Wednesday, February 19, 2014

DR Congo: RIP Germain Muliwano Kennedy- Journalist.

Radio France International reports:

Congolese journalists targeted by Ugandan rebels

The three journalists affected during the clashes. Germain Muliwano Kennedy is right, with a bandage on head. Photo: Al-Hadji Kudra Maliro.

The Congolese journalist Germain Muliwawo Kennedy died Saturday, Feb. 15, following a clash between the Congolese army and Ugandan rebels of the ADF-Nalu, North Kivu, while on assignment with two colleagues, who were seriously injured them. Germain Muliwawoa Kennedy was hit by a bullet in the head and died of his injuries Sunday morning. One of his colleagues reports.

According to a journalist present at the time of the attack, on Saturday afternoon, a 
FARDC truck (Armed Forces of the Democratic Republic of Congo) was ambushed by rebels of the ADF-NALU (Allied Democratic Forces - National Army for the Liberation of Uganda) at Semuliki, not far from the Ugandan border.

The ADF-Nalu is a movement born during the 1990s, merging two opposing 
organizations opposing Ugandan President Yoweri Museveni. Initially consisting of Muslim missionaries from the Tabliq movement, the group became an Islamist movement, which Kinshasa is convinced is supported by Somali Shebab Islamists. They are accused of looting, extortion and kidnappings. The United States has ranked them on the list of terrorist organizations from 2001, while the International Crisis Group considers "a terrorist organization belonging to the Islamist nebula East Africa."

"The rebels had made it their ambition to increase insecurity in the region"

Kudra Maliro Al-Hadji is a journalism student and works including the Radio-TV Muungano.

Germain had gone to report for the Radio-TV Muungano on Saturday and to film the hunt for rebels of the ADF-Nalu by the FARDC. But he was caught in a scuffle and was killed according to a FARDC captain with whom I talked, after there were were violent clashes and the rebels shot tremendously.

Germain was a colleague and a friend. He was someone who deeply loved his work as a journalist, it was a passion for him. And I can tell you he was not afraid to work in dangerous conditions: he is one of the few reporters who had the courage to go to Goma in November 2012, when  M-23 took city ​​. He always said: 'I will die doing my job. And this is what happened ...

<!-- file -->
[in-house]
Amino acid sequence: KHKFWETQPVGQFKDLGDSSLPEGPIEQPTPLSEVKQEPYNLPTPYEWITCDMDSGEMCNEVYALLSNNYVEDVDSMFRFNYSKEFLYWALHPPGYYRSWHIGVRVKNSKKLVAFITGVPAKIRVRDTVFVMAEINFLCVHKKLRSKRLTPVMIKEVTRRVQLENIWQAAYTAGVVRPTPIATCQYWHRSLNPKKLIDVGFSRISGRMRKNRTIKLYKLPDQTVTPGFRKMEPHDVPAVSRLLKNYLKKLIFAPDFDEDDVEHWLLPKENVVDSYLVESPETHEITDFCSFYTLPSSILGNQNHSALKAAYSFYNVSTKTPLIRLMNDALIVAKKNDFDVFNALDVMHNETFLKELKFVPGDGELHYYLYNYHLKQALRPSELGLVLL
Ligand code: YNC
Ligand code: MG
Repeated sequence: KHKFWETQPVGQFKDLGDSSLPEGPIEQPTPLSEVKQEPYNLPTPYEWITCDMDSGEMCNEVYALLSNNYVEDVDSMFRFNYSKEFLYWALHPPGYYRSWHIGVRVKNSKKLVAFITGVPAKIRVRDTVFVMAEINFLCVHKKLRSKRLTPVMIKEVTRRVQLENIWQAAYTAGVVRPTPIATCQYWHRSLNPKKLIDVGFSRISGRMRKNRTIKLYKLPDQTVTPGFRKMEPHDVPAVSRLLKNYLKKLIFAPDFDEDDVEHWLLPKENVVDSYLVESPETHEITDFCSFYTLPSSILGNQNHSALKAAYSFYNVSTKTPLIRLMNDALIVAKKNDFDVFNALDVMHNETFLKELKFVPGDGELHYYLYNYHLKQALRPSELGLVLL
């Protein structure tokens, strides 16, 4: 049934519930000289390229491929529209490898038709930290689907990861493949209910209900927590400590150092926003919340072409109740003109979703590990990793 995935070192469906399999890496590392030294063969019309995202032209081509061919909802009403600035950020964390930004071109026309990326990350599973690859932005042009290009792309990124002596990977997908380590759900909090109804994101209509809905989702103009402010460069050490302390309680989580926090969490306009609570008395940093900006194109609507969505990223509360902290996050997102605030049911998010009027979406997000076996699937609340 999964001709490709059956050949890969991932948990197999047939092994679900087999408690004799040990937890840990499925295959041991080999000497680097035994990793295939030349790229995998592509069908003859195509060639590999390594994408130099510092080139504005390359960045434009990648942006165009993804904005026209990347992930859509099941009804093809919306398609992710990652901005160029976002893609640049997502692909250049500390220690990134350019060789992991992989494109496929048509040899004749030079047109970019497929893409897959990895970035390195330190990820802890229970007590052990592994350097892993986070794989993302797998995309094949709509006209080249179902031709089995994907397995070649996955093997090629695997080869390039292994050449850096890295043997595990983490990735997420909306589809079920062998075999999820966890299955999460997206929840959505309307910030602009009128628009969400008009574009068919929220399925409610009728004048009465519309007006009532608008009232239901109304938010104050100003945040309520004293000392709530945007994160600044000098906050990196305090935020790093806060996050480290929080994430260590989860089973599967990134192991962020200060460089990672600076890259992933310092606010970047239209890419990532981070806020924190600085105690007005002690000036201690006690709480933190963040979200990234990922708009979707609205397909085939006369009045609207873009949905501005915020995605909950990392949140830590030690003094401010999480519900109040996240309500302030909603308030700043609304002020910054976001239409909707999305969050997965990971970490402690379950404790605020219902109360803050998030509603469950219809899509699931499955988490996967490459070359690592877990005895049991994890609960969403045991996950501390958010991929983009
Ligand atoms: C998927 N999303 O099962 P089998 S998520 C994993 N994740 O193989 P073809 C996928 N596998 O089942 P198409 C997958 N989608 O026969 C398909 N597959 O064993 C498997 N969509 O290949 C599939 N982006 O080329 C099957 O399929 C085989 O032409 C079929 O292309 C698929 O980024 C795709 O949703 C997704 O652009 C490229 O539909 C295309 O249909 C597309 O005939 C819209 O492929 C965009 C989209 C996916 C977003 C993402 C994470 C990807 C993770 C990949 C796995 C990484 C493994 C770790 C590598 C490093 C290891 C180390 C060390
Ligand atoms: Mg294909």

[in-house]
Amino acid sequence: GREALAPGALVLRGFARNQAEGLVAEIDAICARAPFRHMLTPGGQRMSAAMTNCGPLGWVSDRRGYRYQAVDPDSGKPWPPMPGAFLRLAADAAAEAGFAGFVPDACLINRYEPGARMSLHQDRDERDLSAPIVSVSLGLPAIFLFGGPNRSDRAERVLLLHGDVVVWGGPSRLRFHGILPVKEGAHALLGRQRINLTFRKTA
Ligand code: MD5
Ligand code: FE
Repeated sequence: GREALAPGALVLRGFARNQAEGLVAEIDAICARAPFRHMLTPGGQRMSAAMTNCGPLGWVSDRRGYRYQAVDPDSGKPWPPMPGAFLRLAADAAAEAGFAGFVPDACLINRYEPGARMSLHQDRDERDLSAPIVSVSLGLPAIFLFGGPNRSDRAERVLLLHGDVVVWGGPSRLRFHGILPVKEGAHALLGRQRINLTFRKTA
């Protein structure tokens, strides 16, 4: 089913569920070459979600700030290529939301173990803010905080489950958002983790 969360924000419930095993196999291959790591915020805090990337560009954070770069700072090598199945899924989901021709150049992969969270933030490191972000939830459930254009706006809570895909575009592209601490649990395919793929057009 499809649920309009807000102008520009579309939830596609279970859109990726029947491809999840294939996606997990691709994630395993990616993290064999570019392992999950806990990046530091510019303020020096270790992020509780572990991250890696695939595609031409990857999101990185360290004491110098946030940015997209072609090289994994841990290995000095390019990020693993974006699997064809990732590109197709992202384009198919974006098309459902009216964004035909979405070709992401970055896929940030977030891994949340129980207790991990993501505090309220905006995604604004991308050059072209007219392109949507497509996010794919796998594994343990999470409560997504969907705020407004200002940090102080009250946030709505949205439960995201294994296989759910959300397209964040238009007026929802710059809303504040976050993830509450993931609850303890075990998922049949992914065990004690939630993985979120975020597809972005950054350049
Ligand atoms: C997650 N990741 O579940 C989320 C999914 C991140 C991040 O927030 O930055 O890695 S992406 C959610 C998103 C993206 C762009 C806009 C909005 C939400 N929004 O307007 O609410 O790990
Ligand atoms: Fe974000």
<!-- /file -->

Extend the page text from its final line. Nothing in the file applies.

He was my editor at Radio-TV Muungano where I began my training as a journalist in 2010. I am indebted to him, he taught me everything patiently. When I arrived, I was a beginner, I did not even know how to write an article, today I am presenting reports and writing for newspapers. All this is thanks to him. I owe him a lot and I will not forget.

As soon as I heard the news of the attack, I went there, and I took a photo of Germain and our two colleagues. They are still in the hospital, one was wounded in the hand. They suffer but they will survive.

In May 2013, I myself was on assignment with the FARDC. Soldiers had captured some rebel ADF-Nalu militants and I was able to conduct an interview. This was rare because obviously, they are impossible to approach. They are extremely shy, any journalist who tried to go to their camp risked being slaughtered on the spot. The rebels had explained that ADF-Nalu had no safe place in Uganda, that's why they moved into the DRC,  where they seek to traffic minerals. He also told us that their goal was to "kidnap helpful people" [ADF-Nalu is particularly suspected of having kidnapped three priests Mbau in 2012, which is has been no news, Ed] and to negotiate ransoms increase instability and climate of tension in the region.

As regular readers will suspect Charly Kasereka made me aware of this story a couple of days ago via Facebook, I unfortunately haven't had time to turn it it into readable English until today. I am sure Charly would be a friend of Germain and Charly doesn't run from dangerous assignments himself, as another Congolese " blogger-journo " Alex Engwete explains.

" Blogger-journo Chaly Kasereka of the blog Actu du Kivu has finally resurfaced in the aftermath of the 12-day occupation of Goma by the M23 outfit of pillagers and mass murderers.

I first saw Kasereka at around midday Tuesday, December 4, commenting on the French news channel France24 on the events at Kibumba--where he was an embed with FARDC troops--and Goma.

Having seen action on the theater of military operation, Kasereka is arguably the first genuine Congolese war reporter."

We owe a great debt to guys like Charly and Germain who risk their lives to keep us informed. RIP Germain. 

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